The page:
Is the 'chinky eye' cartoon an insult to Chinese?
Recently the cartoon "I Am What I Am" created quite a stir, with some suggesting the images of the animated characters, not endowed with handsome faces taken granted in such a product, have been cast in stereotypes more expected of some racially biased Western artwork.
This criticism is unsubstantiated for the following reasons.
First, beauty is skin deep, likely an impression produced at first sight, but steadily enriched or modified by in-depth knowledge.
In this animated comedy featuring the growth of three left-behind children, A Juan, A Mao, and A Gou who, under the capable hands of a former lion dance master Xian Yu Qiang, after overcoming numerous difficulties, ultimately succeed in becoming first-rate lion dancers.
Since its debut in Guangzhou on December 12, it has become a box office hit, auguring something even greater for the upcoming Spring Festival.
Through realistic depictions of these underling adolescents, it sends the message that for those who dare to chase their dreams, their humble origins need not be obstacles.
As these youths are innately aspirational, they exude a charm of their own, and their common place physiognomy, rather than a handicap to their motivational force, makes them more realistic and commendable, for these faces are exactly what we might come across on the street.
If beauty is as beauty does, then it is heartening to learn this is still true, if box office receipts are any clue.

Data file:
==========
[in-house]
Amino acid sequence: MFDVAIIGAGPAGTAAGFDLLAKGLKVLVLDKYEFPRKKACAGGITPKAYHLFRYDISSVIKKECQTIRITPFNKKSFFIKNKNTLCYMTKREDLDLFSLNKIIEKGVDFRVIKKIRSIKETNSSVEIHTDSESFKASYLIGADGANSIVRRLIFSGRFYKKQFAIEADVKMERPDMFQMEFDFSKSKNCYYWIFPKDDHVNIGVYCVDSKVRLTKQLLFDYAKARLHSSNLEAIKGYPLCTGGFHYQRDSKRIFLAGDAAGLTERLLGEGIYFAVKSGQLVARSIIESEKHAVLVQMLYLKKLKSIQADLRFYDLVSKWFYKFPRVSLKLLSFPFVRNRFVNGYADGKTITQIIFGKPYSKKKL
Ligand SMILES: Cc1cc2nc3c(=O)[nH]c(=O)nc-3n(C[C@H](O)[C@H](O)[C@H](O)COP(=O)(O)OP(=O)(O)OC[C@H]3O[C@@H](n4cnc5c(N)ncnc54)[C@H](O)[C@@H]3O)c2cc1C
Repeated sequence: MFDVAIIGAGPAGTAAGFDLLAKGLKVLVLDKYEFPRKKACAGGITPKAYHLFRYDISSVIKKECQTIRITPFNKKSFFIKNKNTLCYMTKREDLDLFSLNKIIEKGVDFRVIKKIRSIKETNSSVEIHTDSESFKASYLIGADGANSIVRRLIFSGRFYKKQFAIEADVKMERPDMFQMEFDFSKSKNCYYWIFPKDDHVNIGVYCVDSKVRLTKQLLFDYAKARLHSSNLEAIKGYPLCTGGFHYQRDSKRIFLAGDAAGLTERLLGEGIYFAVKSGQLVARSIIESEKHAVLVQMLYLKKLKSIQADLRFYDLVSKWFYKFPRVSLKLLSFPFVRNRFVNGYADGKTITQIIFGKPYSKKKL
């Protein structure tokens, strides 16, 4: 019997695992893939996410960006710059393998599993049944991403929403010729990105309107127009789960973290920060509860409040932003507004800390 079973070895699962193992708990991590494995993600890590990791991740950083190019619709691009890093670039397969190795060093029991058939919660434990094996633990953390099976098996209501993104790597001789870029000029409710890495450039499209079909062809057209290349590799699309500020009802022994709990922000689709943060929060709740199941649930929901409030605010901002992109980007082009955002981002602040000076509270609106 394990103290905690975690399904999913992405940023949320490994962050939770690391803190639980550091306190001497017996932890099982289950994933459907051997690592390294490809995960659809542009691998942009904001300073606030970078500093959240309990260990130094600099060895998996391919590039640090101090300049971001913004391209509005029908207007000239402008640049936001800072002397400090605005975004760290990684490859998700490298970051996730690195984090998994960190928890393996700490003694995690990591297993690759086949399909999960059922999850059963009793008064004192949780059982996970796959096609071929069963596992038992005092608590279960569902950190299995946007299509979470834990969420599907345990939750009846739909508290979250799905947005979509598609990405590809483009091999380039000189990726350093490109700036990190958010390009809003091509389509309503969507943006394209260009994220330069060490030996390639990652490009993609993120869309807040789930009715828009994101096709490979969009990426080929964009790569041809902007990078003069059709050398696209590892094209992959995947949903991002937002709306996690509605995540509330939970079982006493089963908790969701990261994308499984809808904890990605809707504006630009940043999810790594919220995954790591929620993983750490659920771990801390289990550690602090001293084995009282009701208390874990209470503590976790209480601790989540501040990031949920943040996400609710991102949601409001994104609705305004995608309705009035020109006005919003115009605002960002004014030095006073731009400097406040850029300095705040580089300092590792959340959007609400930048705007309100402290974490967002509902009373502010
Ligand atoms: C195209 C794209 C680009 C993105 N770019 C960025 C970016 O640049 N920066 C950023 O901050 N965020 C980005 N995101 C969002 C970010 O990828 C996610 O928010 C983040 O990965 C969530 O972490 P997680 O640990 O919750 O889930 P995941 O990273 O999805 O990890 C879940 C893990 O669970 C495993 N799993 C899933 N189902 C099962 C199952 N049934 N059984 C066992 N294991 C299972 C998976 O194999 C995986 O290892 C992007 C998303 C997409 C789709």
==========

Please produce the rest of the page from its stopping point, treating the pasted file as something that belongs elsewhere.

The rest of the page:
Second, as beauty becomes increasingly deceptive, for purchase at clinics, and aggressively propagated on the ride of Hallyu (Korean Wave) or its Japanese counterpart, decades of exposure to these highly artificial images of internally empty beauties is boring, and clearly many find it refreshing to see someone like you and me. As one critic observed, someone who had seen "I Am What I Am" would wonder, "How long have I not seen such a slice of life in a movie like this?"
Zhang Miao, the movie's executive producer, concurred by saying, "in our conceiving of the images, we have deliberately tried to keep a distance from the kind of beauty typical to an online celebrity or the effect produced by a mobile phone filter ... think of your friends in your real life, and conjure up the images of A Mao and A Gou for yourselves."
Third, the accusation of creating Chinese images to pander to some Westerners' warped perception of "chinky eye" or "slanty eye" Chinese or Orientals is unfounded, because these images were viewed derogatorily oriental only in distinct contexts, to throw into relief the kind of beauty canonized by some Westerners. Such compromising contexts and connotations, as explained before, do not exist in "I Am What I Am."
"In our conceiving of the images, we have deliberately tried to keep a distance from the kind of beauty typical to an online celebrity or the effect produced by a mobile phone filter ... think of your friends in your real life, and conjure up the images of A Mao and A Gou for yourselves."Zhang Miao, the movie's executive producer
Ironically, the instinctive responses some people experienced in seeing these "chinky eyes" reflect on their judgement as fatally dictated by Western aesthetic standards.
If you see beauties pictured in the Tang Dynasty (AD 618-907), or the models featured in advertisements in Shanghai early last century, you would marvel at how our standards for beauty have morphed. To say the least, most of those beauties were much healthier.
In other words, for the movie director to depict these heroes in such a manner, by refusing to fit the procrustean Western aesthetical criteria, the movie shows defiantly a kind of cultural confidence by refusing to conform to the homogenized images of beauty seen as "universals."
The portrayal of these faces as common place is also a technical imperative. As the movie director Sun Haipeng explained, if the hero was depicted as a handsome figure with large eyes, this would somewhat vitiate the story's potency to inspire and motivate.